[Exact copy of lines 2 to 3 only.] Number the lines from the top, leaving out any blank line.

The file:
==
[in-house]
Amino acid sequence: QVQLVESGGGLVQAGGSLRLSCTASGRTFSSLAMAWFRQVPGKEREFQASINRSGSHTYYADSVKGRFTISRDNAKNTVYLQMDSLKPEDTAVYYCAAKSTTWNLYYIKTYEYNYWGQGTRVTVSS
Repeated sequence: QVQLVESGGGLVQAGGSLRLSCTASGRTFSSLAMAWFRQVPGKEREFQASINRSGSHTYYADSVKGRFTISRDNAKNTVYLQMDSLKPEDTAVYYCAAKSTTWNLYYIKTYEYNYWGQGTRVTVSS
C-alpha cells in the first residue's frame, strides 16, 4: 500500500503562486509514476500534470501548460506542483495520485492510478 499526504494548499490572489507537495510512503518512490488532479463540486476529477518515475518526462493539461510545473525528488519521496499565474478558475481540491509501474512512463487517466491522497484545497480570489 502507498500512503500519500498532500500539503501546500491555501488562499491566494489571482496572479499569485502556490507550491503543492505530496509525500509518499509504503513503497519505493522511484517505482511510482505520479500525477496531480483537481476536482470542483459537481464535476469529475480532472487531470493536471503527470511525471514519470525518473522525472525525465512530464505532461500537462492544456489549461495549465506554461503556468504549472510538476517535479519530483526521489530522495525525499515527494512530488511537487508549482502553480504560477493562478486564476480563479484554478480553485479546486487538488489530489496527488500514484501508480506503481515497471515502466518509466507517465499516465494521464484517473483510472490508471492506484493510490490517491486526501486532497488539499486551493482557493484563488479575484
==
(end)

Amino acid sequence: QVQLVESGGGLVQAGGSLRLSCTASGRTFSSLAMAWFRQVPGKEREFQASINRSGSHTYYADSVKGRFTISRDNAKNTVYLQMDSLKPEDTAVYYCAAKSTTWNLYYIKTYEYNYWGQGTRVTVSS
Repeated sequence: QVQLVESGGGLVQAGGSLRLSCTASGRTFSSLAMAWFRQVPGKEREFQASINRSGSHTYYADSVKGRFTISRDNAKNTVYLQMDSLKPEDTAVYYCAAKSTTWNLYYIKTYEYNYWGQGTRVTVSS